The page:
The regiment started 2015 with a bang as members spent the weekend training at a secret location just outside of Bradford in West Yorkshire – though the worst enemy they had to face was the gale force winds!
It gave us the opportunity to blow away the cobwebs after a long off-season and for some of the junior members of our musket block, who aren’t currently able to fire on the battlefield, to take the official Sealed Knot musket test. Once they’ve proven they can safely handle gunpowder, and load and fire a musket under pressure, then they pass and can use their matchlock musket in battle – so congratulations to Adam and David, who both passed their tests at the weekend and will be firing ‘in anger’ at their next event.
The musket is one of the most impressive parts of our displays and re-enactments; creating lots of crowd-pleasing noise and gunpowder smoke, you can imagine for yourself what it must have been like in the 1640s with massed volleys of musketeers all firing together in battle.
For more than 100 years, the matchlock musket was the universal firearm on European battlefields. Becoming widespread by the mid-16th Century, despite the invention of more advanced ignition systems such as that of the wheellock and the snaphance, the low cost of production, simplicity, and ready availability of the matchlock kept it in use in European armies until about 1720. It was eventually completely replaced by the flintlock as the foot soldier’s main armament.
On the face if it, the matchlock is a fairly basic weapon, but the process of loading and firing it was slow and dangerous. At the bottom of the barrel, a small hole lead to a ‘pan’, into which a small amount of gunpowder is poured. More gunpowder is then poured down the barrel, followed by paper wadding and a round lead musketball. These are compacted together using a long stick called a scouring stick, compressing the gunpowder so that it explodes with more force when ignited.
Thin rope called match cord, impregnated with saltpetre (potassium nitrate) so that it burnt very slowly, is attached to the S-shaped ‘serpent’ on the side of the barrel; the serpent is connected to the trigger and when the trigger is pulled, it dips the burning match cord into the gunpowder in the pan, which in turns burns through the small hole and ignites the gunpowder in the barrel.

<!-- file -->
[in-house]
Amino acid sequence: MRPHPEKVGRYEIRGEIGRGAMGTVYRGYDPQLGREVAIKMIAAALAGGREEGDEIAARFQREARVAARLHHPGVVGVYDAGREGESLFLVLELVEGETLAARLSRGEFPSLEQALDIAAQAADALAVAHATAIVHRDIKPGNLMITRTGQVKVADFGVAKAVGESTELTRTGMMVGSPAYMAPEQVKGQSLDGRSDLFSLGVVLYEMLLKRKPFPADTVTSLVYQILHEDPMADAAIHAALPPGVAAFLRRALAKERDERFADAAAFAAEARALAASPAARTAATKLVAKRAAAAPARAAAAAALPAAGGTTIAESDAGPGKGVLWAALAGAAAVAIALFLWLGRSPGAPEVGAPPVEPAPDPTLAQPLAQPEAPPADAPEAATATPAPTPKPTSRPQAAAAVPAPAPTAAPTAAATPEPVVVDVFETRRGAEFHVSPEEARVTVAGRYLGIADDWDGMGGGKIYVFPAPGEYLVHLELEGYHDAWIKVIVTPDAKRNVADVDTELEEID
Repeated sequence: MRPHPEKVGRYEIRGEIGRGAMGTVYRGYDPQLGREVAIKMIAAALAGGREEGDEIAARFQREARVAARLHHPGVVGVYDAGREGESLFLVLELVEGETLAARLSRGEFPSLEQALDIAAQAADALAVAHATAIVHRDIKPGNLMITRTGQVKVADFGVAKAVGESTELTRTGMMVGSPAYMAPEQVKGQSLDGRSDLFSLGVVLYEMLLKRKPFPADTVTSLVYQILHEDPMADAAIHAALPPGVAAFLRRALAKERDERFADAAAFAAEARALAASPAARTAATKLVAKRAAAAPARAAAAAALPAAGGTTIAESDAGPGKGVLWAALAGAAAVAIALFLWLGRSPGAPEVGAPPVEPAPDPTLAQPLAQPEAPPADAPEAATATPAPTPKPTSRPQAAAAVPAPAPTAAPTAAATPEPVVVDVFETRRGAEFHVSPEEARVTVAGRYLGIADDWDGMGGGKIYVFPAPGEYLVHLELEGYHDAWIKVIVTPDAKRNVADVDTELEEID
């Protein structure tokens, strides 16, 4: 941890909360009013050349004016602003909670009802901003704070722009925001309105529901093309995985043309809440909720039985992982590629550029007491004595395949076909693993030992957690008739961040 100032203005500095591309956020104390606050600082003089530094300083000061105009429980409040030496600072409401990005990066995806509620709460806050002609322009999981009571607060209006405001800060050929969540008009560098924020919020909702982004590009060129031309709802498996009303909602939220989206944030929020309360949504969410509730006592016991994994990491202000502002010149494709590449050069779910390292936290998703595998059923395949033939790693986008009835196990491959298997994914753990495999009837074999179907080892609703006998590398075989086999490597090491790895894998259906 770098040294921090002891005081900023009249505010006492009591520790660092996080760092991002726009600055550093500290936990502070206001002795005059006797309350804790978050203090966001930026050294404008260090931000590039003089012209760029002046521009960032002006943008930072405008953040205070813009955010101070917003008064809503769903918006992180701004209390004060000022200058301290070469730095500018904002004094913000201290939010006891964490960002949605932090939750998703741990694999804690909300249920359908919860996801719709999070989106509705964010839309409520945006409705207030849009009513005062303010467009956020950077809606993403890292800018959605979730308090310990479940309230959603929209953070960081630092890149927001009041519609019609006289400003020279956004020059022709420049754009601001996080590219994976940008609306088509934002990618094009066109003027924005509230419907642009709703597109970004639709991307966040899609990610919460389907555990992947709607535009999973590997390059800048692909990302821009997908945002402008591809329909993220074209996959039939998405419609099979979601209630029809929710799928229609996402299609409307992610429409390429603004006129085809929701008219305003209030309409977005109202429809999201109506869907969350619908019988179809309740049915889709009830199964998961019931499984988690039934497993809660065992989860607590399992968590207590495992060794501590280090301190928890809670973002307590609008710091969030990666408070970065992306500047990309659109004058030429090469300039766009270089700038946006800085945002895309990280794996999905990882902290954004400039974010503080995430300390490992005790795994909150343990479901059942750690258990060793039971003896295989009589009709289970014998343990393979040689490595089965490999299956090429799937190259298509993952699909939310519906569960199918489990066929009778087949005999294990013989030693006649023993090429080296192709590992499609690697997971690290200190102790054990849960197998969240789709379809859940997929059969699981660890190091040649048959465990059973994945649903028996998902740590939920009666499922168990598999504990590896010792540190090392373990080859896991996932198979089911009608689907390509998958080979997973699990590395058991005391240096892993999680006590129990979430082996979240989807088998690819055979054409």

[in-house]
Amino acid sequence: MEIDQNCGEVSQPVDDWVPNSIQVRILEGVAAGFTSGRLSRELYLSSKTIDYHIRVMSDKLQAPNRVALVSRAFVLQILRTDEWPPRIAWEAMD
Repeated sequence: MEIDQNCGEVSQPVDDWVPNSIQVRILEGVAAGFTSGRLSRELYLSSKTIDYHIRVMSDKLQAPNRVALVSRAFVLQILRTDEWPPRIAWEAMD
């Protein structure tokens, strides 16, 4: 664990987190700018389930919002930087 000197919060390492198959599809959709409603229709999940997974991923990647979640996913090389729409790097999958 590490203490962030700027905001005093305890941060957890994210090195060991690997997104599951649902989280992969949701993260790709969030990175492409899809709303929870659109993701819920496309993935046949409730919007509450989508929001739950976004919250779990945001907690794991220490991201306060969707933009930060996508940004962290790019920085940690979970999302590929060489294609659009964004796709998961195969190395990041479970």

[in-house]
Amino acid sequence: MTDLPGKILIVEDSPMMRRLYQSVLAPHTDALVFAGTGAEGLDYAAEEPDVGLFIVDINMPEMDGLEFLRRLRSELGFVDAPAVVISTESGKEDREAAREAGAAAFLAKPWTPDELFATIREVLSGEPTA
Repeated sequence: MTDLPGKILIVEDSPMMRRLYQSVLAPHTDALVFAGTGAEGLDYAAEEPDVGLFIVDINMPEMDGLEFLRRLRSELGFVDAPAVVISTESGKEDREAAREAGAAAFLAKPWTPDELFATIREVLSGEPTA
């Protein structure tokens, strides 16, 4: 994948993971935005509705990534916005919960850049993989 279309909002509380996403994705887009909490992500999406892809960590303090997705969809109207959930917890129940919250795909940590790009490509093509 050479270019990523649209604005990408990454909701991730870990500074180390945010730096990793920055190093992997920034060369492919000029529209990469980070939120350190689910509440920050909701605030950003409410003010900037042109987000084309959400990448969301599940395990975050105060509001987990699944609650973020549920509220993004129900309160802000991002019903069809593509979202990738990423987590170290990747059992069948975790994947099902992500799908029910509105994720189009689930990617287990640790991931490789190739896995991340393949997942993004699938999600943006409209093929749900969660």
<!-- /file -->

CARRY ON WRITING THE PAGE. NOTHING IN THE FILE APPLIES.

Our training weekend was also an opportunity to do some quick filming of a musket shot in slow-motion, which we’ve then slowed down even further to show you the process we’ve described above. There are two shots from different angles, with newly-qualified musketeer David and our musket officer Dave, slowed down to 80%, 10% and 2% their normal speed.
To give you a better idea how to load and fire a musket, Dave and musketeer Martin show you the process:
Musketballs were irregular in shape but packed a massive punch if fired close enough to a target. Unlike modern bullets which cut through their target, musketballs punch their way through and would eviscerate organs and shatter bone, leading to horrific injuries, and would also often fragment on impact, leaving scraps of lead in the wound. Most casualties from English Civil War battles died not on the battlefield but afterwards from infection and musket wounds were a major cause of death.
The problem with the musket was that it was highly unreliable and inaccurate – the gun might fail to fire, or even blow up, and even if it did fire the lack of barrel rifling and the irregular shape of the musketball would mean hitting a specific target at a long range was very difficult, so the only effective way to use them was to have rows of them shooting at the same time, creating a massed volley that would cut enemy soldiers down. They were also slow to load – even skilled musketeers might manage, at best, two or three shots a minute, and some training manuals of the time had up to 43 separate commands and moves for loading, presenting and firing! They were also vulnerable – when unloaded, musketeers had no means of defending themselves from cavalry attacks, so infantry regiments would also include pikemen who would use their long spear-like weapons to ward off enemy horse. Musketeers also had a tendency for blowing themselves up – with all those explosives and lit matchcords around there were many incidents of people being blown skyhigh by their own side.
The main advantage of the musket, however, was its versatility. Whereas cavalrymen needed to have and know how to ride a horse, and pikemen needed to have strength, discipline and training, you could take an untrained man from a field or a town and have him firing on a battlefield in a matter of days.
The musket was the great leveller. Nobleman and commoner alike could fall to its fire. It was easy to produce and musketeers were relatively easy to replace. Warfare suddenly became a matter of firepower.
At the beginning of the first English Civil War in 1642, there were two musketeers for every pikeman. By the end of the third war, the ratio of musketeers was four or five. But it is not until the invention of the bayonet later in the 17th Century, enabling musketeers to defend themselves against cavalry, that the pike disappeared from the battlefield and the gun reigned supreme.
So, you’ve seen the science – but what’s it like being a musketeer in the Earl of Manchester’s Regiment of Foote? Well, here’s a video showing our musketeers in action!
Remember, YOU could be taking to the field as a musketeer! Visit our contacts page or contact our recruitment team leader Ian direct by calling 07932 706896 or emailing firstname.lastname@example.org